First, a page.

After coming back from my somewhat extended linux.conf.au trip I spent the whole day grepping through email. Only 263 unprocessed emails left in my inbox. Yay.
Thanks to the LCA guys, video footage is now available of all talks, including my talk Practical Real-Time Programming in Linux Userspace (Theora, Slides). In my endless modesty I have to recommend: go, watch it, it contains some really good stuff (including me not being able to divide 1 by 1000). Right now, the real-time features of the Linux kernel are seldomly used on the desktop due to a couple of reasons, among them general difficulty and unsafety to use them but predominantly it's probably just unawareness. There are a couple of situations however, where scheduling desktop processes as RT makes a lot of sense (think of video playback, mouse curse feedback, etc.), to decouple the execution (scheduling) latency from the system load. This talk focussed mostly on non-trivial technical stuff and all the limitations RT on Linux still has. To fully grok what's going on you thus need some insight into concurrent programming and stuff.
My plan is to submit a related talk to GUADEC wich will focus more on actually building RT apps for the desktop, in the hope we will eventually be able to ship a desktop with audio and video that never skips, and where user feedback is still snappy and quick even if we do the most complicated IO intensive processing in lots of different processes in the background on slow hardware.
I didn't have time to go through all my slides (which I intended that way and is perfectly OK), so you might want to browse through my slides even if you saw the whole clip. The slides, however, are not particularly verbose.
Regarding all those rumors that have been spread while I -- the maintainer of PulseAudio -- was in the middle of the australian outback, fist-fighting with kangaroos near Uluru: I am not really asking anyone to port their apps to the native PulseAudio API right now. While I do think the API is quite powerful and not redundant, I also acknowledge that it is very difficult to use properly (and very easy to misuse), (mostly) due to its fully asynchronous nature. The mysterious libsydney project is supposed to fix this and a lot more. libsydney is mostly the Dukem Nukem Forever of audio APIs right now, but in contrast to DNF I didn't really announce it publicly yet, so it doesn't really count. ;-) Suffice to say, the current situation of audio APIs is a big big mess. We are working on cleaning it up. For now: stick to the well established and least-broken APIs, which boils down to ALSA. Stop using the OSS API now! Don't program against the ESD API (except for event sounds). But, most importantly: please stop misusing the existing APIs. I am doing my best to allow all current APIs to run without hassles on top of PA, but due to the sometimes blatant misues, or even brutal violations of those APIs it is very hard to get that working for all applications (yes, that means you, Adobe, and you, Skype). Don't expect that mmap is available on all audio devices -- it's not, and especially not on PA. Don't use /proc/asound/pcm as an API for enumerating audio devices. It's totally unsuitable for that. Don't hard code device strings. Use default as device string. Don't make assumptions that are not and cannot be true for non-hardware devices. Don't fiddle around with period settings unless you fully grok them and know what you are doing. In short: be a better citizen, write code you don't need to be ashamed of. ALSA has its limitations and my compatibility code certainly as well, but this is not an excuse for working around them by writing code that makes little children cry. If you have a good ALSA backend for your program than this will not only fix your issues with PA, but also with Bluetooth, you will have less code to maintain and also code that is much easier to maintain.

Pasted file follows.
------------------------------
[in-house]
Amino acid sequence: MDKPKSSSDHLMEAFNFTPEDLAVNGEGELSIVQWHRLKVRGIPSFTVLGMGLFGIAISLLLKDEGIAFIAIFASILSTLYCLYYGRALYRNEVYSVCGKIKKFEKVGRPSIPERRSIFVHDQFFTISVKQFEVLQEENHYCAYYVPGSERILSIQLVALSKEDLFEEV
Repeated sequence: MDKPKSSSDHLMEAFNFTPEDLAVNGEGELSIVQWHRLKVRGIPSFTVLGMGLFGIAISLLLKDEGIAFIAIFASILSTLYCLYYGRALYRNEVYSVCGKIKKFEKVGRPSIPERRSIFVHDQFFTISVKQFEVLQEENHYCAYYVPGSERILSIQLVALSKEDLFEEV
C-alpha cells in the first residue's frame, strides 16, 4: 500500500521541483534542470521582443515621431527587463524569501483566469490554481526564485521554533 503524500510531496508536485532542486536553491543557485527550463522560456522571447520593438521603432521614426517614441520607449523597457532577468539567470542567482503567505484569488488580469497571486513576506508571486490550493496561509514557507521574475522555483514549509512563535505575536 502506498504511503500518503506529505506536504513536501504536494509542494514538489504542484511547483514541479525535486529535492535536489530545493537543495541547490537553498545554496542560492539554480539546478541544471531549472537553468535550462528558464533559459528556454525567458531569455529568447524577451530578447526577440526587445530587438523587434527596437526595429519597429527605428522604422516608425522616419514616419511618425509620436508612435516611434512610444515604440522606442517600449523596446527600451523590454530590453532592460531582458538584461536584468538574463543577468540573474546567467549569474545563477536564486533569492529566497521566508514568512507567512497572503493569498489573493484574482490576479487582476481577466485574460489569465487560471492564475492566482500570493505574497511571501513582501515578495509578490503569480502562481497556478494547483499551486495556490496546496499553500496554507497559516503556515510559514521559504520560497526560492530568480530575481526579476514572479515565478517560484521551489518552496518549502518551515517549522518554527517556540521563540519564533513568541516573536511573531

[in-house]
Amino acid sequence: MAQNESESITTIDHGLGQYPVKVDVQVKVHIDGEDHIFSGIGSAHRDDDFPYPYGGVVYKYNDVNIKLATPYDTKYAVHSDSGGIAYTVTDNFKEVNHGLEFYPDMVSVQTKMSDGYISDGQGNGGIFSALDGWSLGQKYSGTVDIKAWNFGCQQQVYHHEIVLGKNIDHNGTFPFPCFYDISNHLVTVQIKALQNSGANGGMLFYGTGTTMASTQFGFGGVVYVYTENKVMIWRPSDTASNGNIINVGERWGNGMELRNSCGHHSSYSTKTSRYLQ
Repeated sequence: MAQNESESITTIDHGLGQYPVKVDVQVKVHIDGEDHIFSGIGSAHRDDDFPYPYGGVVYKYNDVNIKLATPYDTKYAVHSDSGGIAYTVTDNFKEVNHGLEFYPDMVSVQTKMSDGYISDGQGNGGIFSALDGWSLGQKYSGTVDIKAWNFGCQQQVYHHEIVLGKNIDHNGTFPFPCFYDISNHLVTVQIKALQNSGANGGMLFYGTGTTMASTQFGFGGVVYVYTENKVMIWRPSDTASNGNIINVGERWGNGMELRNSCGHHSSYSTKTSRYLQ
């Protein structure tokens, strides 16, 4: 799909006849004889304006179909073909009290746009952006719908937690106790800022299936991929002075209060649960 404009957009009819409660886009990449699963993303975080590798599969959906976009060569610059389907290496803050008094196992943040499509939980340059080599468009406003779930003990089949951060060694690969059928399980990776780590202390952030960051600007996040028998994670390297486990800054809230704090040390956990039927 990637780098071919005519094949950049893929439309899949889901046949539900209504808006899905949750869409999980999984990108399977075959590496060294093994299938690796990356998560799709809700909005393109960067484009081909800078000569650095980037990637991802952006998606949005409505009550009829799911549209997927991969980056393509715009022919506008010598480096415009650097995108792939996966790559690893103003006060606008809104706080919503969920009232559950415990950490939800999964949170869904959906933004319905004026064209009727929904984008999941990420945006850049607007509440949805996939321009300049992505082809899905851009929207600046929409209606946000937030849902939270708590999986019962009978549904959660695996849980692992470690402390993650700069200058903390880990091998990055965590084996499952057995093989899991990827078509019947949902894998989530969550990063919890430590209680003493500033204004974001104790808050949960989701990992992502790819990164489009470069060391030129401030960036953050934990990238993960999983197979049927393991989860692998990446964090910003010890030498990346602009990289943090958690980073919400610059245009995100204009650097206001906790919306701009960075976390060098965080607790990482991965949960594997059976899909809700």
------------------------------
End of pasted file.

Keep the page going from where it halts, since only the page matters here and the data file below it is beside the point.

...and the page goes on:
Or even shorter: Fix. Your. Broken. ALSA. Client. Code. Thank you.
Oh, if you have questions regarding PA, just ping me on IRC (if I am around) or write me an email, like everyone else. Mysterious, blogged pseudo invitations to rumored meetings is not the best way to contact me.